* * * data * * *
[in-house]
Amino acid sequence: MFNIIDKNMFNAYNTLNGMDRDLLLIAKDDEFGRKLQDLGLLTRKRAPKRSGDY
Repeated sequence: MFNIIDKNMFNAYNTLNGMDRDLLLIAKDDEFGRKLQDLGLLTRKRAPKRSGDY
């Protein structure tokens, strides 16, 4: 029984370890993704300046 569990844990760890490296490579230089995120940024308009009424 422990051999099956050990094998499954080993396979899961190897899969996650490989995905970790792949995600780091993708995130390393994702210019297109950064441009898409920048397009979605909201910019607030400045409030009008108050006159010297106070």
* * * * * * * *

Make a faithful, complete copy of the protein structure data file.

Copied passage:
[in-house]
Amino acid sequence: MFNIIDKNMFNAYNTLNGMDRDLLLIAKDDEFGRKLQDLGLLTRKRAPKRSGDY
Repeated sequence: MFNIIDKNMFNAYNTLNGMDRDLLLIAKDDEFGRKLQDLGLLTRKRAPKRSGDY
């Protein structure tokens, strides 16, 4: 029984370890993704300046 569990844990760890490296490579230089995120940024308009009424 422990051999099956050990094998499954080993396979899961190897899969996650490989995905970790792949995600780091993708995130390393994702210019297109950064441009898409920048397009979605909201910019607030400045409030009008108050006159010297106070």